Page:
Alphabet’s Waymo says Uber stole key parts of its self-driving tech

waymo-car

Waymo Inc., which began its life as Google Inc.’s self-driving car division, today filed a lawsuit against Uber Technologies Inc. claiming that the ride-hailing service stole some of its autonomous vehicle technology.

Waymo released a statement today detailing its complaint against Uber, and Waymo did not pull any punches in its accusations.

“Competition in the self-driving space is a good thing; it pushes everyone to develop better, safer and more affordable technology,” the Waymo team said. “But we believe that competition should be fueled by innovation in the labs and on the roads, not through unlawful actions. Recently, we uncovered evidence that Otto and Uber have taken and are using key parts of Waymo’s self-driving technology.”

In its statement, Waymo accused Uber of stealing its uniquely designed LiDAR system, which uses lasers to scan nearby objects, allowing a self-driving car to effectively “see” its environment in three dimensions all around it. Waymo explained that its engineers created a “highly specialized” LiDAR that is not used by anyone else. “Misappropriating this technology is akin to stealing a secret recipe from a beverage company,” Waymo said.

Last year, Uber paid over $680 million for Otto, an autonomous vehicle startup founded by Anthony Levandowski, a former employee from Google’s self-driving car project. Otto specializes in converting existing commercial trucks into autonomous vehicles, and Waymo said in its statement that Otto’s LiDAR sensor was reportedly a key factor in Uber’s decision to buy the company.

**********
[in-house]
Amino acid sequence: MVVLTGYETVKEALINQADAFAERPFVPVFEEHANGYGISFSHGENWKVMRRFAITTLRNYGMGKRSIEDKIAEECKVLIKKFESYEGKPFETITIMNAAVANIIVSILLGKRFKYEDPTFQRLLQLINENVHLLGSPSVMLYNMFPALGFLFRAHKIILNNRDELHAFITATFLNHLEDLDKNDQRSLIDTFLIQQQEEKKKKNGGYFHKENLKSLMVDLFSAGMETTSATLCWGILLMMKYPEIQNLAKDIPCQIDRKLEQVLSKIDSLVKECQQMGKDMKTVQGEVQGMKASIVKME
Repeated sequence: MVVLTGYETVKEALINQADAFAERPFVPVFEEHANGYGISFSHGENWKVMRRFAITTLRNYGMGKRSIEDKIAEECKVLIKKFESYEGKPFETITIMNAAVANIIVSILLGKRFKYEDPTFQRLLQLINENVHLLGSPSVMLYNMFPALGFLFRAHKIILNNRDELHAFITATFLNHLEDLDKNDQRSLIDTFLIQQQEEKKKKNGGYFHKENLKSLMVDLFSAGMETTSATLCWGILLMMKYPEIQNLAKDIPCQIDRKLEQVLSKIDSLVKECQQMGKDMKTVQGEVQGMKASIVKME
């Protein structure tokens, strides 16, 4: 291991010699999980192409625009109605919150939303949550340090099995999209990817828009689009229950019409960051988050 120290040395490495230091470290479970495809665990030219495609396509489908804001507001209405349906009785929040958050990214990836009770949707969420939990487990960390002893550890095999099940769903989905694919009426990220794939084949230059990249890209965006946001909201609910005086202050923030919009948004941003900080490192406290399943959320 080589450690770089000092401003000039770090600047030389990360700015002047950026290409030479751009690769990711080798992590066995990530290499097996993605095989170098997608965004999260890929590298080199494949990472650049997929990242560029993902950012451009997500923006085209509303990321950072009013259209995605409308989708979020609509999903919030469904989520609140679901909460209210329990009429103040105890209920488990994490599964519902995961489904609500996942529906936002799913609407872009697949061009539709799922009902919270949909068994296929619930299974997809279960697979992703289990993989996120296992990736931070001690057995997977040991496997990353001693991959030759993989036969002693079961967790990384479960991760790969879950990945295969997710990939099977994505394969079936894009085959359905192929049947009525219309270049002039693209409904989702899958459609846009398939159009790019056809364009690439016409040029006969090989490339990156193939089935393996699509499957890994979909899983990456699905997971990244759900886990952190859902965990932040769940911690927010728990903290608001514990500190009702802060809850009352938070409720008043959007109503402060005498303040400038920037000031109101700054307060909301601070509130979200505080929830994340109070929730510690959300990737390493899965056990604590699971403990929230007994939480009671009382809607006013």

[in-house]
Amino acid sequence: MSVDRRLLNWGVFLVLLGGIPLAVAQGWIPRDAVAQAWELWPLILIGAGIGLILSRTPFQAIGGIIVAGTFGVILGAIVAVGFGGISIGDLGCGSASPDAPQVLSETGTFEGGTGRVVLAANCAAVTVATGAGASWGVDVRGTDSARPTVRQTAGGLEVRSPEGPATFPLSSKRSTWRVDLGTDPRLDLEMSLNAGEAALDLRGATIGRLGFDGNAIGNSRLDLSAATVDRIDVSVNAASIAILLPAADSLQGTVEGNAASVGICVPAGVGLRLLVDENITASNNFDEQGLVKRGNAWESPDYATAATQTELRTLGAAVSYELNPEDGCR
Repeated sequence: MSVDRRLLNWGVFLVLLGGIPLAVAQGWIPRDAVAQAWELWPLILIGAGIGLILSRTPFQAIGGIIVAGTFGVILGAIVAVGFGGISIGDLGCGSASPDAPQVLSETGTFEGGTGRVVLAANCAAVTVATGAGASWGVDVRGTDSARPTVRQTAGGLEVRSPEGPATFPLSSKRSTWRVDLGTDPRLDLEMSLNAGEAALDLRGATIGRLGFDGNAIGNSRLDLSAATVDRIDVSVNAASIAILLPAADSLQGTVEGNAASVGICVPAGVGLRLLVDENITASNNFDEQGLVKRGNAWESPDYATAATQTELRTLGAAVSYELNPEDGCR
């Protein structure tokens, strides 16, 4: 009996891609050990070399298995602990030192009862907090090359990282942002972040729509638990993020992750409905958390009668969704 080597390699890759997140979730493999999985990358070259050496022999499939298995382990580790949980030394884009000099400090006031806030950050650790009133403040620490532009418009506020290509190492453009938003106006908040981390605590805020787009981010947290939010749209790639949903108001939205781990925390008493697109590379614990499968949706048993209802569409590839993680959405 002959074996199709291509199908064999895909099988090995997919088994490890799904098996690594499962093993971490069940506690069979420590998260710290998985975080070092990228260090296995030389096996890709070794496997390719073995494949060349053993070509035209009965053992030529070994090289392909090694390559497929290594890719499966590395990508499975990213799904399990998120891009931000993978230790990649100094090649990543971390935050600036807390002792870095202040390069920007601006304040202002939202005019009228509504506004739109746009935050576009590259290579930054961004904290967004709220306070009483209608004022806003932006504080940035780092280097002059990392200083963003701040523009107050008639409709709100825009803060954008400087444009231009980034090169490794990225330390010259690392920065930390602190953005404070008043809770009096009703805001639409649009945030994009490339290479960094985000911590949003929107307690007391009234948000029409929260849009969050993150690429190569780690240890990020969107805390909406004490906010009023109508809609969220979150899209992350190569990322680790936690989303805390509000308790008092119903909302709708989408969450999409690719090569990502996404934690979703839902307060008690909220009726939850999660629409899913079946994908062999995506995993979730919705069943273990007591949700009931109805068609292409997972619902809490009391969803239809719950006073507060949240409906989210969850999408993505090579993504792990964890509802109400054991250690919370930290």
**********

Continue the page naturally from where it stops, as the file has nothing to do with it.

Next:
Stolen data

After a supplier mistakenly sent Waymo machine drawings of Uber’s LiDAR circuit board, the company noticed that the design looked disturbingly familiar. After looking into the matter further, Waymo says it found evidence that Levandowski stole data before leaving Google:

“We found that six weeks before his resignation this former employee, Anthony Levandowski, downloaded over 14,000 highly confidential and proprietary design files for Waymo’s various hardware systems, including designs of Waymo’s LiDAR and circuit board. To gain access to Waymo’s design server, Mr. Levandowski searched for and installed specialized software onto his company-issued laptop. Once inside, he downloaded 9.7 GB of Waymo’s highly confidential files and trade secrets, including blueprints, design files and testing documentation. Then he connected an external drive to the laptop. Mr. Levandowski then wiped and reformatted the laptop in an attempt to erase forensic fingerprints.”

Waymo claims that other former Google employees who joined Uber or Otto also illegally downloaded data. “We believe these actions were part of a concerted plan to steal Waymo’s trade secrets and intellectual property,” the company said.

Waymo has requested an injunction against Uber and Otto to halt their autonomous vehicle work, and the company has filed a lawsuit that cites both patent infringement and the theft of trade secrets. The company has not revealed a dollar amount for what it expects to gain from the lawsuit, but given Otto’s $680 million price tag, it likely will not be cheap.

SiliconANGLE has reached out to Uber for comment on the lawsuit, but has not yet received a response. Forbes cited a statement it obtained from the company: “We take the allegations made against Otto and Uber employees seriously and we will review this matter carefully.”

Image: Waymo